From sound to meaning: hearing, speech and language
From sound to meaning: hearing, speech and language

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From sound to meaning: hearing, speech and language

2.5 From phoneme to sentence structure: the syntactic problem

In the vervet monkey system, calls stand by themselves. Thus there is no syntax. Syntax can be thought of as working like road traffic rules do. It doesn't much matter which side of the road you drive on, as long as there is some clear convention. Similarly in (13), it is necessary to understand the difference between (13a) and (13b) without ambiguity, by having some rule or other about which noun phrase comes first. England may differ from most of the rest of the world in terms of the side of the road that it drives on, but English agrees with 99 per cent of all languages in the syntactic convention that the first noun phrase encountered is generally taken to be the subject.

  • (13a) The cat bit the dog.

  • (13b) The dog bit the cat.

Syntax is concerned with such problems as the assignment of roles (subject, object, etc.) to the different participants in a sentence, and the binding together of different meanings. The syntactic task involved in even a straightforward sentence is of fearsome complexity. Consider for example (14).

  • (14a) The dog bit the green cat.

  • (14b) The dog which bit the cat was green.

  • (14c) The dog which bit the cat your uncle Marvin warned you would betray you on your fourteenth birthday was green.

In all these sentences, there are at least three important word meanings activated – dog, cat and green. We can assume that these meanings are different bundles of sensory features in long-term memory somewhere, which get activated by the recognition of their respective word forms. The question is how green gets hooked to the correct one of the other two traces, dog and cat. This is known as the binding problem. How the brain solves the binding problem is an active area of research.

You might assume from (14a) that knowing which bindings to make in language was quite straightforward. The brain, encountering an adjective, just has to look for the nearest noun phrase and bind the meanings together. Thus in (14a), green must be the cat not the dog because green is next to cat. However, in (14b), green is closest to cat in the sentence, but its meaning applies to the dog. In (14c), green is seventeen words away from dog. After dog come several other things which could be green: the cat, you and uncle Marvin. However, the only possible sense of this sentence for any native speaker of English is that the dog is green.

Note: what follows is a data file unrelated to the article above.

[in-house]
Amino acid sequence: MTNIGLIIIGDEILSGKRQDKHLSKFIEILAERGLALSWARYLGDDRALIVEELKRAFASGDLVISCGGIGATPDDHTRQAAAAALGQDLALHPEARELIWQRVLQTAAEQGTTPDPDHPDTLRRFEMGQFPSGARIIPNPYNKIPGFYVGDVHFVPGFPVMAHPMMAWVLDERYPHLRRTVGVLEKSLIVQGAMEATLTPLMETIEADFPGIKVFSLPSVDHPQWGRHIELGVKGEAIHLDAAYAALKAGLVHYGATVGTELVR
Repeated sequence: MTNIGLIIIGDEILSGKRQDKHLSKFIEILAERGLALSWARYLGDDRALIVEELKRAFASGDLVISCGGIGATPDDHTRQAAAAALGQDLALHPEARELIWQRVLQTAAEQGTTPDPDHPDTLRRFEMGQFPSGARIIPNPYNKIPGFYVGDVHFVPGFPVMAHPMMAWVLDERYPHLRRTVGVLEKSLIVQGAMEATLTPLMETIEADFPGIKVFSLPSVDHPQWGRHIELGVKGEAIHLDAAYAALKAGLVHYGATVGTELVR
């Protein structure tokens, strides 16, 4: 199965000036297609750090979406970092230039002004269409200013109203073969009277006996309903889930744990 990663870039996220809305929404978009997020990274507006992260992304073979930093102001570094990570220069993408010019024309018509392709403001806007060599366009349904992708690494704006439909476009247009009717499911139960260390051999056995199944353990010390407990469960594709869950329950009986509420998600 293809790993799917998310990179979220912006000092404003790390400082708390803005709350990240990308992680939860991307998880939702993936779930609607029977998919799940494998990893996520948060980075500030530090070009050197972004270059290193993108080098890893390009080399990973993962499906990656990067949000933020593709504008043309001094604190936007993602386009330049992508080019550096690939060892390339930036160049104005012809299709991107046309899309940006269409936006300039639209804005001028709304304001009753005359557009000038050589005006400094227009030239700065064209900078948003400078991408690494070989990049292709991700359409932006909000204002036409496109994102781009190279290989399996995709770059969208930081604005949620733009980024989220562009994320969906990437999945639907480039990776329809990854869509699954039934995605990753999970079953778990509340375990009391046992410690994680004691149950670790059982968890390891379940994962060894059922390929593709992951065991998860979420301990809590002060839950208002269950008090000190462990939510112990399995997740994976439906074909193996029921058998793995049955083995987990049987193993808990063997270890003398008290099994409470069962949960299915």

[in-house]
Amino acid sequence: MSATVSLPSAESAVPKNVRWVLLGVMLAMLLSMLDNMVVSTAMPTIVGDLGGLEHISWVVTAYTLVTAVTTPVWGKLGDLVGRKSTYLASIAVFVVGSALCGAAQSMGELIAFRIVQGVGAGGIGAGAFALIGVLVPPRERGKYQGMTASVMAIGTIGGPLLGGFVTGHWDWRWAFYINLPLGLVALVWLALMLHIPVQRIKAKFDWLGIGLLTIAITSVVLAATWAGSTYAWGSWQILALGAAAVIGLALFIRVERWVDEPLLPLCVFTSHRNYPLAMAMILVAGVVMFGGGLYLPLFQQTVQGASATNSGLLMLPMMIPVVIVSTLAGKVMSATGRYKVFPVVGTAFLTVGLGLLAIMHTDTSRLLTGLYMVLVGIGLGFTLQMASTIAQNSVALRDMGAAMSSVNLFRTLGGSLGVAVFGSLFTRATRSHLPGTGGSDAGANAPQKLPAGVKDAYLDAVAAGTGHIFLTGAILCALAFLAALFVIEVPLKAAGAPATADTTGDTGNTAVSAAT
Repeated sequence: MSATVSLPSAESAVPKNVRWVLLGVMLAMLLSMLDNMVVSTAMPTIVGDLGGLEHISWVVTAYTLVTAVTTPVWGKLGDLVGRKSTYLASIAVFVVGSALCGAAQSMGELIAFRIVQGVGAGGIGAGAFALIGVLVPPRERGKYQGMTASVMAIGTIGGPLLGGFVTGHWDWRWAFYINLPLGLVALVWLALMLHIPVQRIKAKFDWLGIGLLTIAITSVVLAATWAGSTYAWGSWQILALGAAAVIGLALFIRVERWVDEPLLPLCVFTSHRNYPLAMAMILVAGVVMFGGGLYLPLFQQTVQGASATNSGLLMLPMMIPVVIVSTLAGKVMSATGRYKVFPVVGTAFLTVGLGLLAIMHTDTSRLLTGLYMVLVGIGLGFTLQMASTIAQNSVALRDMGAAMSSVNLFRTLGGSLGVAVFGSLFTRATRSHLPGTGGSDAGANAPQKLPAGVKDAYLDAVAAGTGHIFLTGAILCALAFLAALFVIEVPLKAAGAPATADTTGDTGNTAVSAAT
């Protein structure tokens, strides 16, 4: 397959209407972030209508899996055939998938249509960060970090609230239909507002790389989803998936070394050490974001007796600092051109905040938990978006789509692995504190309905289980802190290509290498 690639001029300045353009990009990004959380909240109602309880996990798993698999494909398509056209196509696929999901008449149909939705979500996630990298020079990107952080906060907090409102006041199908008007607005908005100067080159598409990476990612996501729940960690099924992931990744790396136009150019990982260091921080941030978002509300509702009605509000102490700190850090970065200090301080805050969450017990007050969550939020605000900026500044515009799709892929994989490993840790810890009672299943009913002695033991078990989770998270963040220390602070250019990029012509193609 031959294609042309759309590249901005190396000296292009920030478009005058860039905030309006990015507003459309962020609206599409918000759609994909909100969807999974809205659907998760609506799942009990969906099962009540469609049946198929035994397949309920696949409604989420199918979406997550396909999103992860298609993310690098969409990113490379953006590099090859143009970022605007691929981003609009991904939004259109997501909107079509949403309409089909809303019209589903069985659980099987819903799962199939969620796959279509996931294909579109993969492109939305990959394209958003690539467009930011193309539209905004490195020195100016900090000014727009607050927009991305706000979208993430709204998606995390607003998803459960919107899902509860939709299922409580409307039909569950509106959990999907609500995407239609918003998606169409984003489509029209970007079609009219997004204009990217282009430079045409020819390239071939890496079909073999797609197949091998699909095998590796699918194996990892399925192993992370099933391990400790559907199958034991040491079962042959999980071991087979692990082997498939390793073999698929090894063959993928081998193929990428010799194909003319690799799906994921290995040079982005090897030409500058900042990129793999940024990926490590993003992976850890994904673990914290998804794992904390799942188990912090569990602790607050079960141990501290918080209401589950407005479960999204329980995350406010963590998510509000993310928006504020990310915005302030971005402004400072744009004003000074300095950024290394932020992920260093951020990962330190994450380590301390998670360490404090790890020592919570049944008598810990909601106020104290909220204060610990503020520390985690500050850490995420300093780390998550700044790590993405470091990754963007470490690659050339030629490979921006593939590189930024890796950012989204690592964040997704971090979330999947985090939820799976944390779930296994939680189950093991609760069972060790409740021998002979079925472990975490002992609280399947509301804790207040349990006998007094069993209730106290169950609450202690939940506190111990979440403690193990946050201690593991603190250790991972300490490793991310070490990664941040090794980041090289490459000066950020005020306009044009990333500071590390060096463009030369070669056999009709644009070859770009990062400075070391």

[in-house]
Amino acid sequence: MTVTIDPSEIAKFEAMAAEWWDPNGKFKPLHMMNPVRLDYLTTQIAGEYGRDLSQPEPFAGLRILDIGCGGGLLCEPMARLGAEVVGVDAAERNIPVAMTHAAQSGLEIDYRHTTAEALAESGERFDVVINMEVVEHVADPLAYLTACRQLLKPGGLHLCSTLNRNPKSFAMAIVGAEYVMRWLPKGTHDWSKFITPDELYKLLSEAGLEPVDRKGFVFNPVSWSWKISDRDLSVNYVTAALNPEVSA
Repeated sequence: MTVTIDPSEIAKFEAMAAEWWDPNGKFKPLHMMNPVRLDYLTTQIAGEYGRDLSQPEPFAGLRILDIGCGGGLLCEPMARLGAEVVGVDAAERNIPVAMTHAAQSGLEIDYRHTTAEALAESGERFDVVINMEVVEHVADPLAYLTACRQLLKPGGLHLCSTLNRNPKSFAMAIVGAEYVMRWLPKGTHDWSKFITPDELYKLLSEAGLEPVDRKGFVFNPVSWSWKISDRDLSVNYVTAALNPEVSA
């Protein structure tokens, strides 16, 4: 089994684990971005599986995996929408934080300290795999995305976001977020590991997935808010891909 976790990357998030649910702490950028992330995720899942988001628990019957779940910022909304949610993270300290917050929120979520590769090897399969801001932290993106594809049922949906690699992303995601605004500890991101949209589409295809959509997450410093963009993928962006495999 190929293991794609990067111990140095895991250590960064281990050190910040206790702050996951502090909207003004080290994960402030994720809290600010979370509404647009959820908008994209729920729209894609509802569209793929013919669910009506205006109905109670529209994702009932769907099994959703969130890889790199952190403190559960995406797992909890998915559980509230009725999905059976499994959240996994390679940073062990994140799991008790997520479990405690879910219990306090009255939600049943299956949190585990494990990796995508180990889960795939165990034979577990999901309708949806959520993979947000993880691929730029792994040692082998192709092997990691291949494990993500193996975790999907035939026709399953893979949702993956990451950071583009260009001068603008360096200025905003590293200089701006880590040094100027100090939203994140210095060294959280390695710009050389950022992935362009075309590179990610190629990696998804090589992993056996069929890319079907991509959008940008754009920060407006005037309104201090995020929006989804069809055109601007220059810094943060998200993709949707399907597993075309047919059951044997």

This tells us some very significant things about syntactic processing. The first is that the binding of different words together depends not upon their linear position in the sentence, but on their underlying syntactic relationships. The processing of syntactic relations cannot be completed until the whole sentence is finished.

The brain's analysis of sentences depends upon identifying key words, which then offer ‘slots’ into which to bind the meanings of other elements. Thus in (14a), the verb bit offers two slots for noun phrases to bind to, one for the subject and one for the object. Any noun phrase which precedes the verb binds into the subject position. The first noun in a noun phrase is the head noun; the head noun offers slots to which other words like adjectives and articles (green and the) can bind. A whole clause can bind onto a head noun – this is what happens in (14c), where the clause which bit the cat … birthday binds to the dog. The whole thing then becomes a super-noun phrase which binds as a whole into the subject position of bit – that is, the subject of bit is not strictly the dog but the dog which bit the cat … birthday. Another way of looking at the non-binding of green to the cat is to say that the cat is already bound (into a noun phrase) and so is not free to go hooking up with verbs that might be floating around.

There are many other subtle syntactic processes, most of which we cannot consider here. Consider (1) again.

  • (1)    My dad's tutor's no joker, and he told me the TMA's going to hit home with a bang.

The brain has to assign a value to the he. It could be my dad that told me, or it could be my dad's tutor. The phrase with a bang could modify the way the TMA is going to hit home, or it could modify the way I was told about it. The former interpretation is preferred, but if you changed it to with a smile, then your interpretation flips to the latter. This is a case where the semantics of a word informs the syntactic analysis of the sentence.

Overall, then, the brain attempts to bind the words that the phonology has identified into a syntactic package that is well-formed, and liaises with the semantics to see if a sensible meaning is thereby produced. This is a dynamic process with interaction in real-time between the different components, which finally crystallises on a unique meaning for at least most sentences. It is many orders of magnitude more complex than the vervet system, or indeed any other cognitive system that has yet been described. We will consider in Section 3 how the brain does it.


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